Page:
Guest blogpost from Suzanne McMillan, ASPCA Director of Farm Animal Welfare.
Last week, I attended a meeting of the National Organic Standards Board—the body that advises the U.S. Department of Agriculture (USDA)on organic standards—to suggest stronger protections for animals living on organic farms. Animals who are raised organically are not necessarily raised humanely. In fact, many organic farms are still factory farms, often confining animals indoors using severe devices for most of their lives.
My efforts focused on the welfare of chickens, turkeys and ducks. Specifically, I asked the board to urge the USDA to adopt rules addressing some of the worst industry practices, including beak trimming, force feeding, crowding, failing to maintain clean air and unnaturally accelerating animals’ growth rates. Along with detailed written recommendations, I delivered a three-minute oral summary of our suggestions, which you can watch here:
We need your help! Due to the wording of the federal Animal Welfare Act—passed 40 years ago—only breeders who sell dogs to pet stores or to puppy brokers are required to be licensed and inspected by the U.S. Department of Agriculture (USDA).
That basically means no one is checking up on puppy mills who sell puppies directly to consumers over the Internet. As the ASPCA has seen firsthand, the photos of happy, healthy puppies posted on a breeder’s website often totally misrepresent what conditions are really like for these puppies and their parents.
Take Action! The USDA released a proposed rule to close this loophole. Please visit the ASPCA Advocacy Center and let the USDA know that you support the proposed rule to close the loophole that has caused untold thousands of dogs to suffer inhumane treatment without any federal or public oversight. Visit aspca.org/USDA today!
Disaster can strike at any time. Are you prepared? With hurricane season upon us, we want to help you create an emergency evacuation plan to keep your family together. Even if you don't live in an area known for dangerous weather, the best thing you can do for yourself and your pet is be prepared.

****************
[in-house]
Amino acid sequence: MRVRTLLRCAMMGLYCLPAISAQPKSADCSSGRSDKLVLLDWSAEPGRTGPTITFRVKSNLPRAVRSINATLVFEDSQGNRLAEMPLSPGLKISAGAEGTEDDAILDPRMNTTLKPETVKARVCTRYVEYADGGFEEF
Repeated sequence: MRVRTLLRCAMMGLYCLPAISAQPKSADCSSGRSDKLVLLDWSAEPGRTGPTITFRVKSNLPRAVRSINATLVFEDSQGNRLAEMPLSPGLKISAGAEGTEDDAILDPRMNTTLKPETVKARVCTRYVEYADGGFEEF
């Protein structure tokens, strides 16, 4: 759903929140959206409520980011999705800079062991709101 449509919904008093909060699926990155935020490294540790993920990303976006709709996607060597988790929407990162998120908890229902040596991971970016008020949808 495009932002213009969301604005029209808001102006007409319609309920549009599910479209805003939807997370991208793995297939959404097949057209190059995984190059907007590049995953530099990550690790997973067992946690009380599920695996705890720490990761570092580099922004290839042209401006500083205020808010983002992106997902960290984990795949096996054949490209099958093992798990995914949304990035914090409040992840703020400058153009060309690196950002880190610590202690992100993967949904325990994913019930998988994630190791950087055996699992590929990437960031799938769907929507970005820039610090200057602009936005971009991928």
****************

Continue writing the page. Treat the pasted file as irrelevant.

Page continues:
• Have an Evacuation Plan in Place Store an emergency kit and leashes as close to an exit as possible, make sure all your pets are wearing proper identification and consider your evacuation route ahead of time.
• Arrange a Safe Haven Don't leave your pet behind if you’re forced to evacuate. Find out if there are emergency animal shelters in your area.
• Make Sure Pets Have Current ID Your pet's ID tag should contain his name, current telephone number and any urgent medical needs. ASPCA experts also encourage getting your pets microchipped.
• Get an ASPCA Rescue Alert Sticker This easy-to-use sticker will let people know that pets are inside your home. If you must evacuate with your pets, and if time allows, write "EVACUATED" across the stickers.
Guest blog post from Suzanne McMillan, ASPCA Director of Farm Animal Welfare
Nine out of 10 land animals killed for food in the U.S. are poultry. Unfortunately these chickens, turkeys and other birds have no protection under federal animal welfare laws—not even during slaughter.